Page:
05 March 2010

Bryan Adams: Summer of ’69

Today’s installment on Lyrics, Weakly is yet another overplayed song from the 80s (though this time it’s from 1985)—the Bryan Adams song “Summer of ’69”.

There’s been an interesting bit of controversy over this song, with Bryan Adams claiming that the song has nothing to do with the year 1969, and that it has everything to do with certain, um, physical activities. Jim Vallance, who co-wrote the song with Mr. Adams, says that that’s complete rubbish, and that the song is most definitely about the summer of that year.

My guess? It really is about the summer of 1969, but then Mr. Adams realized people had been doing the math (see my comments on the very first verse of the song), and so he decided to do some revisionist history.

Either way, though, it’s still a silly song.

I got my first real six-string
Bought it at the five-and-dime
Played ’til my fingers bled
It was summer of ’69

Yep, 1969—those halcyon days of the late 60s, when everything seemed possible, before the Altamont Speedway Free Festival, before the musical horrors of the 70s. Yes, the summer of ’69, back when Bryan Adams was a young, vibrant…erm…nine years old.

Now, this verse doesn’t press the bounds of reality all that far—one of my daughters started guitar lessons shortly before her seventh birthday, for example—but you really should keep this in mind for the rest of the song. Bryan Adams is singing this song about the summer he was nine years old.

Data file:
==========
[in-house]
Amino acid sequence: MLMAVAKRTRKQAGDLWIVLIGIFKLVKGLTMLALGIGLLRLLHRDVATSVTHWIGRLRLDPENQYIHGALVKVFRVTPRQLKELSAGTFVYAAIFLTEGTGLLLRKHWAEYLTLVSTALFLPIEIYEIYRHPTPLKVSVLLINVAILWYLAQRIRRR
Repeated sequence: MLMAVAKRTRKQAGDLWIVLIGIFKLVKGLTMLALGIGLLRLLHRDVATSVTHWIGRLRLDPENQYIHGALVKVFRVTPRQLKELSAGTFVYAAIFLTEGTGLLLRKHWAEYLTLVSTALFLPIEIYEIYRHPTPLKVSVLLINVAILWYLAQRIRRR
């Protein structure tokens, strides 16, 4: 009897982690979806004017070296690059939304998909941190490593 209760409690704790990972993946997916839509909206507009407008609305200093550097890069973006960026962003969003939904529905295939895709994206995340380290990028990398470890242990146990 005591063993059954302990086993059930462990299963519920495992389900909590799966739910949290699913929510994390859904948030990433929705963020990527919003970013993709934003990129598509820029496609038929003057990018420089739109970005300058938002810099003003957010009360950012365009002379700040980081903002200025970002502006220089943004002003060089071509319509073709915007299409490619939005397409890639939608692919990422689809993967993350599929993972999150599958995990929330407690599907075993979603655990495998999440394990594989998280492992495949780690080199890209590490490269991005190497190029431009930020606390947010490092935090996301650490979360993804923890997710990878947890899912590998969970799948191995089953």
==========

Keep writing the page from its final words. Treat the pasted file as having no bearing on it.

Me and some guys from school
Had a band and we tried real hard
Jimmy quit, Jody got married
I shoulda known we’d never get far

Apparently Mr. Adams’s friends from grade four were pretty precocious in many ways, what with being in a band and getting married so young and all. Or maybe he’s boasting that his friends were older than him, and he should have been viewed as a prodigy along the lines of Stevie Winwood writing and singing with the Spencer Davis Group.

Either way, though, it was apparently good times, as we learn in the next stanza.

Oh, when I look back now
That summer seemed to last forever
And if I had the choice
Yeah I’d always wanna be there
Those were the best days of my life

Can this verse be any more depressing? For someone born in 1959 to say that the summer of 1969 held the best days of his life, well, that’s just wrong. I mean, you didn’t even have a good few months when you were in your mid-twenties or something?

Ain’t no use in complainin’
When you got a job to do
Spent my evenin’s down at the drive in
And that’s when I met you

Complaining about one’s job is a time-honored benefit of being employed—yeah, you’ve got income coming in, and that’s good, but you could be paid more and valued as more than just another drain on the corporation’s coffers.

And complaining on the job serves a useful purpose—it’s a stress reliever. So get down off that moral high horse, Mr. Adams, and mingle with the rest of us sometime.

Standin’ on your mama’s porch
You told me that you’d wait forever
Oh and when you held my hand
I knew that it was now or never